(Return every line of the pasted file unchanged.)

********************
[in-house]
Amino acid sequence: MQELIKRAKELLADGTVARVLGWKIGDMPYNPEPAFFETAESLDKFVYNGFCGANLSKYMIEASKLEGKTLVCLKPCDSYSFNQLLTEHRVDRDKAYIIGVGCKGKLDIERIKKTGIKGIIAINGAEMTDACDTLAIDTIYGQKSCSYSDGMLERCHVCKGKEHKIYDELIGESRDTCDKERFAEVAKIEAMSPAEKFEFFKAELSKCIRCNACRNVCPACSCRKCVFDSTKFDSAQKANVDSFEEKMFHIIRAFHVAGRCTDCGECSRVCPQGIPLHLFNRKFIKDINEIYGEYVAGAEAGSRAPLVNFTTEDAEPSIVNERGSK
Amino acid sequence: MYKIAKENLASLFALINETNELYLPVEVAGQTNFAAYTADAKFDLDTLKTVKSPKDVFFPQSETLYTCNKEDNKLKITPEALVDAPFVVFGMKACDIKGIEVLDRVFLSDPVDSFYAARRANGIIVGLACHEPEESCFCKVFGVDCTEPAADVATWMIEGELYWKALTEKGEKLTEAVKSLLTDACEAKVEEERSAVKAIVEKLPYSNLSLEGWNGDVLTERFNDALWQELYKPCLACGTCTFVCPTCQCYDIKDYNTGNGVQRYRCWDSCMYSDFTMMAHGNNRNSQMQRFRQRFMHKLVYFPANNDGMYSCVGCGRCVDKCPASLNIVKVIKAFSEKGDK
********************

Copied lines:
[in-house]
Amino acid sequence: MQELIKRAKELLADGTVARVLGWKIGDMPYNPEPAFFETAESLDKFVYNGFCGANLSKYMIEASKLEGKTLVCLKPCDSYSFNQLLTEHRVDRDKAYIIGVGCKGKLDIERIKKTGIKGIIAINGAEMTDACDTLAIDTIYGQKSCSYSDGMLERCHVCKGKEHKIYDELIGESRDTCDKERFAEVAKIEAMSPAEKFEFFKAELSKCIRCNACRNVCPACSCRKCVFDSTKFDSAQKANVDSFEEKMFHIIRAFHVAGRCTDCGECSRVCPQGIPLHLFNRKFIKDINEIYGEYVAGAEAGSRAPLVNFTTEDAEPSIVNERGSK
Amino acid sequence: MYKIAKENLASLFALINETNELYLPVEVAGQTNFAAYTADAKFDLDTLKTVKSPKDVFFPQSETLYTCNKEDNKLKITPEALVDAPFVVFGMKACDIKGIEVLDRVFLSDPVDSFYAARRANGIIVGLACHEPEESCFCKVFGVDCTEPAADVATWMIEGELYWKALTEKGEKLTEAVKSLLTDACEAKVEEERSAVKAIVEKLPYSNLSLEGWNGDVLTERFNDALWQELYKPCLACGTCTFVCPTCQCYDIKDYNTGNGVQRYRCWDSCMYSDFTMMAHGNNRNSQMQRFRQRFMHKLVYFPANNDGMYSCVGCGRCVDKCPASLNIVKVIKAFSEKGDK